Vital signs are measured using a variety of tools. Your doctor or nurse will use a stethoscope to listen for your heart rate and rhythm, or they may use an electrocardiogram (ECG) machine to look for any irregularities. Blood pressure is measured using a blood pressure cuff that wraps around your arm, and temperature is measured with a thermometer in your mouth. Respiratory rate is counted by observing how many times you breathe in one minute.

    How to take your vital signs:

    • To measure your heart rate (pulse): 
      • Place two fingers on the inside of your wrist below the base of your thumb, or on the side of your neck below your jawbone. 
      • Count how many times it beats in 30 seconds and multiply that number by 2 to get the beats per minute (BPM).
    • To measure your blood pressure:
      • Wrap the cuff around your arm and inflate it so that it stops at two numbers- systolic pressure (the point when blood begins to flow through arteries) and diastolic pressure (the pressure when blood flows between heartbeats).
      • Make sure your legs are uncrossed and your feet are flat on the ground before beginning a reading. You can also take a few calming breaths to relax and make sure you get the most accurate reading. 
      • You may have an automatic blood pressure machine that takes a reading without you having to inflate the cuff yourself. In this case you can usually press the button and wait for the reading to appear.
      • Learning to take your own blood pressure can take practice, so have a health care provider show you how to do it correctly.
    • To measure your temperature: Contact vs no-contact options available
      • Press the button then place a thermometer under your tongue for 10 to 15 seconds or until it beeps, then take the reading on the screen.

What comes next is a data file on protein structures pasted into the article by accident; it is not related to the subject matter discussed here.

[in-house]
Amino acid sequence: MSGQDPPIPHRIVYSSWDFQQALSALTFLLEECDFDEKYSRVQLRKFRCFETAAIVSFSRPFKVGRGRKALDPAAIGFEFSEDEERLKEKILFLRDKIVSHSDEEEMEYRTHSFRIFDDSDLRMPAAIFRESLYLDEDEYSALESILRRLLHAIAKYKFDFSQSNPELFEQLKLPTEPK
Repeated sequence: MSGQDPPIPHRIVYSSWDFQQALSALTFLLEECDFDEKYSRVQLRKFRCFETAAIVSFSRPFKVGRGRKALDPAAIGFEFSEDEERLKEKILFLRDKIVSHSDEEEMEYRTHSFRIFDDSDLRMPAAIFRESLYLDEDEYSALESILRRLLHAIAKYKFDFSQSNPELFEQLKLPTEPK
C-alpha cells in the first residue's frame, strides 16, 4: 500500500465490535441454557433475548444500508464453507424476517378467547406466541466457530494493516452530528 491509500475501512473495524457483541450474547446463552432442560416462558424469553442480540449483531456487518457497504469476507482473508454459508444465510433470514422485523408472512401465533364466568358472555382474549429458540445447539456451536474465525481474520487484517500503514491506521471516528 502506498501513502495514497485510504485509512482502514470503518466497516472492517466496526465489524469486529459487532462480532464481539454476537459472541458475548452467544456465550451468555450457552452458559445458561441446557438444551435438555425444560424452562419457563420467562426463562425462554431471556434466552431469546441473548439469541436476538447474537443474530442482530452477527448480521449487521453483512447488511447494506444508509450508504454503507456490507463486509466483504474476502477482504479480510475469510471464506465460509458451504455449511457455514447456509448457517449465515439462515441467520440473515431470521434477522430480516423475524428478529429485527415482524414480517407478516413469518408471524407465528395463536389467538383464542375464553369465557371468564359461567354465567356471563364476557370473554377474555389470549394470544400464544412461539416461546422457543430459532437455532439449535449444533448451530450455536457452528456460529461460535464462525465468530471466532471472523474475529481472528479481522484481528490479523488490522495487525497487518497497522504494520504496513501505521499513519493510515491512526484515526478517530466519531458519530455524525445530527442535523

• Alternatively, you could use a non contact (temporal) thermometer. Point it 3-5 cm from your forehead and wait for the sound indicating your temperature has been taken.
      • You could also use an ear (tympanic) thermometer. Gently insert the thermometer until the ear canal is fully sealed off and hold down the button for 1 second. Remove the thermometer and read the temperature. Use a clean probe tip each time!
    • To measure your respiratory rate (breathing rate): 
      • Sit down and take a few breaths to relax.
      • It's best to measure your respiratory rate while sitting up in a chair or in your bed.
      • Set a timer and count the number of times your chest or abdomen rises over the course of one minute. This is your respiratory rate.
    Takeaway: Vital signs offer a window into how your body is working at any given time. Not only can they tell you if something has suddenly gone wrong, but they can also be used to track changes in your health over time. However, digital monitoring can sometimes be inaccurate so you should retake the vital if the number is very unusual or unexpected, or check the batteries if it’s consistently incorrect.

    Summing it up:
    Vital signs monitor the state of your internal organs, including heart rate, respiratory rate and body temperature. If you have a normal range of vital signs along with your other measurements, it can help diagnose conditions such as dehydration, blood pressure problems and infections. Vital signs are an important part of your health and shouldn't be ignored. Whether you're healthy or sick, they can help you find a diagnosis for whatever problem may arise. Plus, when monitored regularly along with other relevant health data, they become even more effective. And if you want to keep tabs on these vital signs on your own, there are some easy ways to do that too.